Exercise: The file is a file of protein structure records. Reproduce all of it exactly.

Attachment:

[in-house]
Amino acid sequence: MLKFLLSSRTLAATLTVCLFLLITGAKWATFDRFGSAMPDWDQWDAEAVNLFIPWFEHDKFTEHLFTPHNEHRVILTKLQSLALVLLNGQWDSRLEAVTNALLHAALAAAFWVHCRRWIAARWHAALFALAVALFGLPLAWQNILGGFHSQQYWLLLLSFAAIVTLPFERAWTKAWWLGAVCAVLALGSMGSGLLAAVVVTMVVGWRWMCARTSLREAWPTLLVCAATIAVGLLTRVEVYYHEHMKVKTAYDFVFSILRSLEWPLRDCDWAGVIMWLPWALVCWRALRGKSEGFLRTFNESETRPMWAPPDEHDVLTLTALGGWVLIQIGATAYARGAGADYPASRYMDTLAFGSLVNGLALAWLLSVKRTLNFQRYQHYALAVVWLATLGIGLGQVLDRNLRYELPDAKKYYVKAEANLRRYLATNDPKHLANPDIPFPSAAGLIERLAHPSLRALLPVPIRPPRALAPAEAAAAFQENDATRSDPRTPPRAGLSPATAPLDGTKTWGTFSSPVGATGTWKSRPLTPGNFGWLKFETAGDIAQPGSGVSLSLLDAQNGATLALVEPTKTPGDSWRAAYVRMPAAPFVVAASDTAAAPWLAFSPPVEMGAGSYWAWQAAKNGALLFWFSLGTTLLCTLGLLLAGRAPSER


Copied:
[in-house]
Amino acid sequence: MLKFLLSSRTLAATLTVCLFLLITGAKWATFDRFGSAMPDWDQWDAEAVNLFIPWFEHDKFTEHLFTPHNEHRVILTKLQSLALVLLNGQWDSRLEAVTNALLHAALAAAFWVHCRRWIAARWHAALFALAVALFGLPLAWQNILGGFHSQQYWLLLLSFAAIVTLPFERAWTKAWWLGAVCAVLALGSMGSGLLAAVVVTMVVGWRWMCARTSLREAWPTLLVCAATIAVGLLTRVEVYYHEHMKVKTAYDFVFSILRSLEWPLRDCDWAGVIMWLPWALVCWRALRGKSEGFLRTFNESETRPMWAPPDEHDVLTLTALGGWVLIQIGATAYARGAGADYPASRYMDTLAFGSLVNGLALAWLLSVKRTLNFQRYQHYALAVVWLATLGIGLGQVLDRNLRYELPDAKKYYVKAEANLRRYLATNDPKHLANPDIPFPSAAGLIERLAHPSLRALLPVPIRPPRALAPAEAAAAFQENDATRSDPRTPPRAGLSPATAPLDGTKTWGTFSSPVGATGTWKSRPLTPGNFGWLKFETAGDIAQPGSGVSLSLLDAQNGATLALVEPTKTPGDSWRAAYVRMPAAPFVVAASDTAAAPWLAFSPPVEMGAGSYWAWQAAKNGALLFWFSLGTTLLCTLGLLLAGRAPSER